The Danish Road Safety Council hasn't played any role whatsoever in our traffic safety. Nevertheless, the number of employees has risen sharply - by 30% in the past five years - and now it has been revealed that the Council's director recieved a princely paycheque and drives around in a free car - an Alfa Romeo 159.

The director, Anders Rosbo, is a journalist and loves to be photographed sitting on the hood of his company car. He used to be the head of communications for the Conservative Party and it was another Conservative politician that gave him the massive pay rise. It is possible that Rosbo is worth the pay. He just shouldn't work with traffic safety because there's not much left to do.

Traffic safety is, today, virtually complete. There are about 350 deaths a year. This is the same level as in 1946, when there were 300,000 cars in the country. Today there are 2.6 million cars on the roads. In 1968 there were 20,000 accidents with injuries. In 2005, that number had shrunk to 5,400. If you regard the stats in light of how much transport there is, how many kilometres are driven/ridden, the risk of getting into traffic is much lower.

Why is traffic un-safety so much reduced? Because the roads are filled up. There isn't any room for more accidents. Noone can show that there is any connection whatsoever between traffic safety work, traffic research and campaigns and the sudden fall in the traffic accident curve.

Traffic research and traffic safety committees, The Road Safety Council, a whole bunch of ad agencies, the insurance industry and a handful of politicians earn their living off of traffic safety. We can certainly call it a Traffic Safety Industrial Complex - in the same style as the military-industrial complex and the medicinal-industrial complex.

The point of deparature of the traffic safety industry is the concept of a natural traffic situation, where everyone fights against everyone else. Without a complicated net or rules and provisions, the traffic would develop into a permanent state of war and the traffic users would all behave like wild animals in the traffic jungle. Therefore, they must be chained down with a mountain of laws, rules and provisions. As a traffic user I don't ask myself, "What should I do here? What is reasonable and suitable?" I ask myself, "What regulations, injunctions, bans are in place here?"

The Traffic Safety Industry's biggest problem is that traffic safety is improving. But don't tell the public and especially don't tell the politicians that there isn't really any problem with traffic safety.

I've noticed that they always put the number of killed and injured together so that we can get a bigger, scarier number. If big numbers that prove the necessity for the Traffic Safety Industry are hard to come by, there are always "dark numbers". Nobody knows what they are, otherwise they wouldn't be dark, so feel free to use your imagination.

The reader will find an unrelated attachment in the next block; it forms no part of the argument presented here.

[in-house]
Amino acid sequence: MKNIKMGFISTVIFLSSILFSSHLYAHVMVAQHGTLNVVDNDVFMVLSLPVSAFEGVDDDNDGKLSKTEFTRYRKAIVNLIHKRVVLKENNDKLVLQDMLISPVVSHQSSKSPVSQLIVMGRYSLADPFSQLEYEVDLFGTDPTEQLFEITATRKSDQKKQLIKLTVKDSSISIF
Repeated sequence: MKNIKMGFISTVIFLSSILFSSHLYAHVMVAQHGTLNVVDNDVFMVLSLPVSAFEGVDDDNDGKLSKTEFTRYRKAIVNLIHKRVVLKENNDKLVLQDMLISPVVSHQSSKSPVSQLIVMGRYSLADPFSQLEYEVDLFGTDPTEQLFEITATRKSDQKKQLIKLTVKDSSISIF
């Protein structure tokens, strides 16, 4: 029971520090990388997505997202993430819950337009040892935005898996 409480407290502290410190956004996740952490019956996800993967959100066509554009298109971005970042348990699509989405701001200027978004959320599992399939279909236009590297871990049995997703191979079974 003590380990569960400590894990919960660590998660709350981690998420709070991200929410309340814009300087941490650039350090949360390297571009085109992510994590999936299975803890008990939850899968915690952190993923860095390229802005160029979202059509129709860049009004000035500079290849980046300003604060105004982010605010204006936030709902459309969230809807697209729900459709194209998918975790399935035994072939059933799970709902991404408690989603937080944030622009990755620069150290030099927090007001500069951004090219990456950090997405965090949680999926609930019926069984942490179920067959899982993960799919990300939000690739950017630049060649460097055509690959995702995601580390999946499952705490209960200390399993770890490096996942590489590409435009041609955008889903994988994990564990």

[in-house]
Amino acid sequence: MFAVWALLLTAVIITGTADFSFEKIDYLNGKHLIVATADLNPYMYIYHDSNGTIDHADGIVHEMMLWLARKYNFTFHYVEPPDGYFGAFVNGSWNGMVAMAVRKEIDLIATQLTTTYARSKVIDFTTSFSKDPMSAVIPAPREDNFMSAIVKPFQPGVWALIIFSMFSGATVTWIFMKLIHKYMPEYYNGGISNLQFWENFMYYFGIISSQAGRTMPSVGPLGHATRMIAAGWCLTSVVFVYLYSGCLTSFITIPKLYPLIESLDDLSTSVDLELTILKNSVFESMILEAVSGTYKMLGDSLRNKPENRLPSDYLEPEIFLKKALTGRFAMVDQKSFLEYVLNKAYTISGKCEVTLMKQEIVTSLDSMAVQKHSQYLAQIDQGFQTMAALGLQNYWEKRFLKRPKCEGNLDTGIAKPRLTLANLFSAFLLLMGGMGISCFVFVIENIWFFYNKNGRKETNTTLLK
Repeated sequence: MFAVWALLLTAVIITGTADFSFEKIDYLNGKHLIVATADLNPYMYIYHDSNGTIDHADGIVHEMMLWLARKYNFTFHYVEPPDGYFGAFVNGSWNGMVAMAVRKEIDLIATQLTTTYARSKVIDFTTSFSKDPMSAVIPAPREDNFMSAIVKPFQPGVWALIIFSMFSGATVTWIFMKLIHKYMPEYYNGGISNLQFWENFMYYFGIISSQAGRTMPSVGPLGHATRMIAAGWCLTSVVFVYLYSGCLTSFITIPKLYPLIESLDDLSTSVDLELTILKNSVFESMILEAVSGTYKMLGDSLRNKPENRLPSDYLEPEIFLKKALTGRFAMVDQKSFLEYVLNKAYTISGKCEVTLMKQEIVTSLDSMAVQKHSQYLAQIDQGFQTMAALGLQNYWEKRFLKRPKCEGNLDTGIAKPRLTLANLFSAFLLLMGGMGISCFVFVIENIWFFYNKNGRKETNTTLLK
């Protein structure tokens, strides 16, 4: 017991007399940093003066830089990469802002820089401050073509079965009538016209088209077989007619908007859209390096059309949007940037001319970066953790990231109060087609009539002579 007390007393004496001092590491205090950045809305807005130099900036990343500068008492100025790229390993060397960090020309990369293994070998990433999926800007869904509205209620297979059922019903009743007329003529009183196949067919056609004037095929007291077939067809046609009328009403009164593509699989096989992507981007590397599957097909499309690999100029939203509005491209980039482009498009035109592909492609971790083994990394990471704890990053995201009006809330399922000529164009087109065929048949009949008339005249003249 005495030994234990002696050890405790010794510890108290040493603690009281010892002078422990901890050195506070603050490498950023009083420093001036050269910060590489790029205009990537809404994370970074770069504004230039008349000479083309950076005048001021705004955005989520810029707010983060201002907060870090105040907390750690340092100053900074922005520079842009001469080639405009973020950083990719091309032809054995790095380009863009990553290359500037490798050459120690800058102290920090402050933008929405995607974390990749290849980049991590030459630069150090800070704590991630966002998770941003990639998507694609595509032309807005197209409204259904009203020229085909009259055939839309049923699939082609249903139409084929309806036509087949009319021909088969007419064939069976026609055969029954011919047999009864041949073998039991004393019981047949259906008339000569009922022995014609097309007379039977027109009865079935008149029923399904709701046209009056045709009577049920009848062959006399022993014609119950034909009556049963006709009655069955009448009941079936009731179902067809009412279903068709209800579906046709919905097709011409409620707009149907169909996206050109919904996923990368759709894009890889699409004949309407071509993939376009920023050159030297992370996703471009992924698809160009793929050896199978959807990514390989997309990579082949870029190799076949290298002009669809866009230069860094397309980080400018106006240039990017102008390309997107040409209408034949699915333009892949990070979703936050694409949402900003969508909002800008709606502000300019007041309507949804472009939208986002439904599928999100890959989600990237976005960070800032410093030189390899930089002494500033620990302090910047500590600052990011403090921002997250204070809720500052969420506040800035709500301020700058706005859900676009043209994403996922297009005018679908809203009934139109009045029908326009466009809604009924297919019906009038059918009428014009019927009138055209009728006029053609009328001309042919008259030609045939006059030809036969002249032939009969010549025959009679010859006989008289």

A traffic researcher from the Transport Economic Institute (TØI) in Oslo said a few years ago that the numbers in statistics are now so small, so thin, so insignifigant that it's quite impossible to conclude anything based on them, so traffic safety work now basically takes place in the dark.

You cannot expect that the traffic safety insurance will understate the improved traffic safety. It must be unacceptably high in order to justify the Traffic Safety Industry.

If politicians decide that we can live with roughly 300 deaths a year, that we can be proud of that number, it is possible that the traffic users would take over a bit more responsibility for safety. They don't get a chance, however, to prove their worth as responsible, caring traffic users, because they are constantly treated as potential criminals."

27 November 2012

Cargo Bike History - Svajere in Copenhagen

King Christian X Guarded by Copenhagen Bicycle Messengers
Here are some historical photos of a cargo bike life in Copenhagen. Above, King Christian X on one of his daily rides through the streets during the Second World War occupation. He always rode without official guards through the streets and was much loved for it. Here, however, he was guarded by the bicycle messengers from the company Achilleus.

Here is a link to an earlier post about the Svajere - or cargo bike messengers of Copenhagen.

Copenhagen Bike Messengers 1917
The bicycle messengers at the headquarters of the Post & Telegraf service in 1917. Dressed splendidly. The bike messengers - or Svajere - in official service were usually uniformed until the end of the 1940s, when casual wear became the norm.
Illum's Cargo Bike Messengers in Copenhagen 1940s
The bicycle messengers for Illum department store in the 1940s, during the occupation.